Yield returns to the fore in variety selection


There is no shortage of high-yielding varieties on the AHDB Recommended List (RL), but look a little closer and there is plenty to separate the best-performing from the rest. At 106% of controls KWS Kerrin and Shabras are comfortably ahead of all others, but what are the other factors to consider when identifying the varieties that best suit your farm.

While it is possible to grow a quality wheat as a feed, when all-out yield is what determines variety choice then it becomes a simple process of elimination, he suggests.

With 26 varieties in the Group 4 category, it pays to study the data to see which will best match your farm, believes Chris Piggott, Frontier Agriculture’s seed adviser.

“All roads lead to Kerrin: it is the highest yielding wheat in both the first and second cereal position and when sown late. It is also good on both heavy and light soils.

“Across all regions and years in trial it is always in the top two highest yielding varieties so we believe it is a versatile variety with proven consistency. Performance in the late sowing slot (after mid-November) is becoming increasingly important to growers as more adopt this tactic to controlling black-grass. Kerrin’s performance suggests it will appeal strongly to growers in this situation,” says Chris Piggott.

Gleadell Agriculture seed manager Chris Guest takes a similar view. “Quality wheats aren’t for everyone and with premiums for these types down on recent years the focus has returned to yield. Our experience is that feeds can be pushed harder for yield than quality types which is why Kerrin, and Shabras, are the varieties to consider. If midge resistance is a requirement, then Kerrin is the better choice,” he says.

“It’s [Kerrin] first wheat potential is the highest on the RL, with excellent performance in both first and second wheat situations. In terms of agronomics, it doesn’t stand out as being better on one specific criteria than any other variety, but it looks to be an absolute barn-filler,” he says.

A basic gross margin comparison highlights why feed wheats could be finding renewed favour with growers. The yield advantage and cheaper growing costs of feed wheats means the quality wheats still need an attractive premium to compete, explains Chris Guest.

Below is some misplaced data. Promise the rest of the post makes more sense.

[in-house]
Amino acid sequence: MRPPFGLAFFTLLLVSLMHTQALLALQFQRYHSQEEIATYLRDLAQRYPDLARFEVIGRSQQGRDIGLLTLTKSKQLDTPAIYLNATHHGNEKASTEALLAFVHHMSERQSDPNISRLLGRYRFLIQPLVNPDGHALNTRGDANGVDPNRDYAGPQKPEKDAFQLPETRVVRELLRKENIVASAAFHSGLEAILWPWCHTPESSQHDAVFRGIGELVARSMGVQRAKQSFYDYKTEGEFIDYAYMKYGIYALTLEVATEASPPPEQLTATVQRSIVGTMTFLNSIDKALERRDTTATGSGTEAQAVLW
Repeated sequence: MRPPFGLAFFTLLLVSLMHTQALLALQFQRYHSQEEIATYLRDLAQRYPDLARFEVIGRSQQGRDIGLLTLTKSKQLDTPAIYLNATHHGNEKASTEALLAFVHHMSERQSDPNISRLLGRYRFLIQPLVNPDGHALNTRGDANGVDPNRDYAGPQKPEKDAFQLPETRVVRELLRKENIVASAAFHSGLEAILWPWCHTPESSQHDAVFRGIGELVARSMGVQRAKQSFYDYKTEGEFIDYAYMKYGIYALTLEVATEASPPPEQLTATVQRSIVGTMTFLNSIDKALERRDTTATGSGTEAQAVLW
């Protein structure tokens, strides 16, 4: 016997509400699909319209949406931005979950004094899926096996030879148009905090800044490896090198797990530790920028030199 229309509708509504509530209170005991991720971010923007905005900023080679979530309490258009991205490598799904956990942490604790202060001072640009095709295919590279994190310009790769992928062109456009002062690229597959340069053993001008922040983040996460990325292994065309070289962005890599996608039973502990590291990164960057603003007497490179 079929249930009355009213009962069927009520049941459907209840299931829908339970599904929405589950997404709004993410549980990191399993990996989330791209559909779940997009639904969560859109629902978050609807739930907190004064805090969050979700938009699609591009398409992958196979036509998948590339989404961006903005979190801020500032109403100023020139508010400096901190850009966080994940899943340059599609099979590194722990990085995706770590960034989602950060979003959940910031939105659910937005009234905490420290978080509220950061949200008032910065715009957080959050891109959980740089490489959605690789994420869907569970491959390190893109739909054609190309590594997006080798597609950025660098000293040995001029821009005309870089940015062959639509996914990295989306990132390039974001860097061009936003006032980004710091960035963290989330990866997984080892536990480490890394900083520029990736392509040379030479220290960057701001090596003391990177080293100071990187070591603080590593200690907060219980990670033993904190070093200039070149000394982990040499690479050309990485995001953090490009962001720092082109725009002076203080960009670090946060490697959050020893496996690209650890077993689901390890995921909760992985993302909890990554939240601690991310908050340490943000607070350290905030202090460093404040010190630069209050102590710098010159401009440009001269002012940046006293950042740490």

“Take Skyfall as the benchmark: on a simple gross output basis Skyfall with a £10/t premium will earn about £90-100/ha more than Kerrin, but from this the grower has to fund the cost of additional nitrogen to meet protein requirements, a T3 spray for fusarium that could be missed with a feed and, potentially, suffer deductions for quality that wouldn’t apply with a feed wheat. With premiums where they are, it is quite plausible that some growers will return to pushing for all-out yield without concern for grain protein quality that comes with trying to meet specification,” he says.

Table Kerrin

Varietal disease resistance has assumed greater importance in recent years as margins have come under pressure and growers investigate opportunities to save on inputs. While advisers would argue that disease resistance is a management tool for planning spray workloads, not an opportunity to cut costs, growers are nonetheless moving to those varieties perceived to be easier to manage. Is there merit in this approach?

“The problem with skimping on inputs is that you only know if it was safe to do after the event. I would be wary of dismissing a high-yielding variety purely on its disease ratings,” says Chris Piggott.†

This year’s dry spring makes disease comparisons between varieties more difficult than it might be, but even so there are still some surprises, he says.

“There is still some way to go this season, but at one of our trials in the west of England, Septoria on Kerrin, with a Septoria score of 5.2, is no worse than Revelation, with a score of 6.4, which many would consider having good resistance. Across all our sites, it is showing very little yellow rust and deserved of its 7 score on the RL.”

An issue that both Chris Guest and Chris Piggott also agree on is the rising importance of orange wheat blossom midge resistance.

“For a long time, growers have not had to consider a variety’s midge status, but with insecticides under pressure and pyrethroid resistance among most aphid species increasing, this is again a concern. Growers are rightly prioritising its importance,” says Chris Piggott.